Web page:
I was 15 and there was a movie on Lifetime about a girl who got married and couldn’t have kids. It turned out she didn’t have a uterus. I looked at my mom and said, that’s going to be me. She just looked at me and said, “why do you say that?” I’m not sure why I ever thought that. But that moment has always stuck with me. Have you ever had that feeling that you know in your gut is true?
Warning, for all those guys out there that don’t like hearing about lady business, it’s coming up ahead.
I was 18 and hadn’t started my period yet. I had gone to the doctor for four years in Burlington. This is a reason I won’t trust my life at that hospital. They kept saying, “You’re a late bloomer. You are in dance and cheer leading and sports, so you are just too active.” I told my mom I needed to go somewhere else. It’s not that I wanted to have my period, it was that I wanted to feel normal like my friends. I wanted to develop and grow up. I felt so self conscious of my body.
In 2003, My mom took me to the University of Iowa Hospitals about an hour away. They looked around and took some blood samples. An hour or so later, I was pulled into the doctors office. Not the exam room, but actual office. I remember hearing that I have Gonadal Dysgenesis. I also remember him saying that when I was a 7 week old fetus, the blood flow wasn’t getting to certain areas and therefore I didn’t develop any eggs. The rest is kind of a blur. I remember crying and my mom feeling terrible. I think he said something about me being able to do Invitro Fertilization.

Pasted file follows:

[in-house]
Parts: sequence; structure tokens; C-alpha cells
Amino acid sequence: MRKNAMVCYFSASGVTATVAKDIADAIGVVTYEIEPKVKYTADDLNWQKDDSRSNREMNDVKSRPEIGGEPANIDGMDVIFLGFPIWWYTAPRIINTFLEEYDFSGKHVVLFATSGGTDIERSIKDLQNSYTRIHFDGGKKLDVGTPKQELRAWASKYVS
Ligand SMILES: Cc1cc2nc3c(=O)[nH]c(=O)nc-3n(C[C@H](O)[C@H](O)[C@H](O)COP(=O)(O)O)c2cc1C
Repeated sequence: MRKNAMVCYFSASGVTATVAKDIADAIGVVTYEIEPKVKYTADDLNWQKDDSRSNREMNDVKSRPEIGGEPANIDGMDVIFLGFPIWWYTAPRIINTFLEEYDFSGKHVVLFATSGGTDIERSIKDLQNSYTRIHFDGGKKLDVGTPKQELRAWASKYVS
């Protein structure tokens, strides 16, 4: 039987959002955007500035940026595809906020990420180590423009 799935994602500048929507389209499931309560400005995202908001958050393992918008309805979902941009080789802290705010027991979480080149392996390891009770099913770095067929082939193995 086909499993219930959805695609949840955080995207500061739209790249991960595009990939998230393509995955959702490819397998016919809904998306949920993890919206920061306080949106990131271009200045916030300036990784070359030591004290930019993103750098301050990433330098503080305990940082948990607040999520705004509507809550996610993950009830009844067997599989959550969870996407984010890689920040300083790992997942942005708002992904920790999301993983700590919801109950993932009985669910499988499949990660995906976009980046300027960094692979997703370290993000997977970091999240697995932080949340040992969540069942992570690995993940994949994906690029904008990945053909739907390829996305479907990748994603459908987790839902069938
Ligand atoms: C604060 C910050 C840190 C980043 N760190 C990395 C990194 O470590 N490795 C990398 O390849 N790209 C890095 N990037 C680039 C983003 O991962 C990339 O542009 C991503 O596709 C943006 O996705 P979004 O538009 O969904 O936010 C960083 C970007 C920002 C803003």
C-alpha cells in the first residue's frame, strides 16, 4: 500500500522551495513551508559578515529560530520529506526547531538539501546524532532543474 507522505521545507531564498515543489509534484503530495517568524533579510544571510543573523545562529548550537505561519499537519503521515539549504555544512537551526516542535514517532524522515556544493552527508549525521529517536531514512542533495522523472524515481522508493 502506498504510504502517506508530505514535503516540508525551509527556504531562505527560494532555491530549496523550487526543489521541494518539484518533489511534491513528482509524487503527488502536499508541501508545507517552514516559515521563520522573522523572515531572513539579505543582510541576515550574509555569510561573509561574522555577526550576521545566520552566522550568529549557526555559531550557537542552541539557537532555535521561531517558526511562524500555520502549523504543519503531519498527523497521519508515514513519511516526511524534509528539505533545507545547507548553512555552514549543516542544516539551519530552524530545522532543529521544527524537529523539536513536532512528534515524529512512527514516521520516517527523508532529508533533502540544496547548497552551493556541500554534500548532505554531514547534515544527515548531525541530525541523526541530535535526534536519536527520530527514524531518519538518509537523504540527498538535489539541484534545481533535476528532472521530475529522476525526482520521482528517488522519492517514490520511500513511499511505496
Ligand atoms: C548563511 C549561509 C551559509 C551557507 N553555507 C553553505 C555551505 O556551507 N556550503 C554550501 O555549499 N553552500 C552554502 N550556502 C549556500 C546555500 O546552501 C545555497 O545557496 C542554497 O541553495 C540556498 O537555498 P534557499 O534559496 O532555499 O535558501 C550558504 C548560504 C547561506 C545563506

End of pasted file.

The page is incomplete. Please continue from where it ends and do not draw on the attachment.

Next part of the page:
My mom didn’t know what to do. How could she? It was an emotional day for both of us. Who could I talk to about this? Was anyone else in my family like this? At first, I didn’t talk about it much, but then I realized that I needed to talk about it. I needed to get it out there. It has truly helped me cope with my disease. I love being an open book and educating people about it. I won’t hide from it. I’m not a victim from it.
In 2008, we found out that I didn’t have ovaries. We were learning so much.
In 2011, I decided to go to the Mayo Clinic to get more answers for my condition. My doctor Katherine in Portland, did a few tests and actually found a streak of an ovary. Mayo explained that there are different types of Gonadal Dysgenesis. One of which is cancerous. We spent two days at Mayo and they said the streaks could be cancer. They asked me a few questions and he felt that I most likely XX and not XY (the bad one).
While we were at Mayo, they said that I will never be able to carry a child. Not even through IVF. My body physically won’t be strong enough. It was hard to hear, but I had about 10 years of knowing that I probably wouldn’t be get pregnant. They also said if I tried, it would be around $50K. It was hard to deal with. But that was just one doctors opinion.I got a letter about a month later saying that I was type XX. A big relief.
Let’s fast forward to today, March 22nd, 2015. I have seen so many doctors and heard so many different things. There is much more that I could say about my condition, but in a nutshell, here it is:
I have a Uterus. That’s it. No eggs, fallopian tubes, ovaries, etc. No reproductive parts. But at least I have a uterus.
Jake and I have met with a few reproductive specialists and this will be my story, our story. We are going to seek the great perhaps. We don’t know what the outcome will be, but we invite you along on our journey.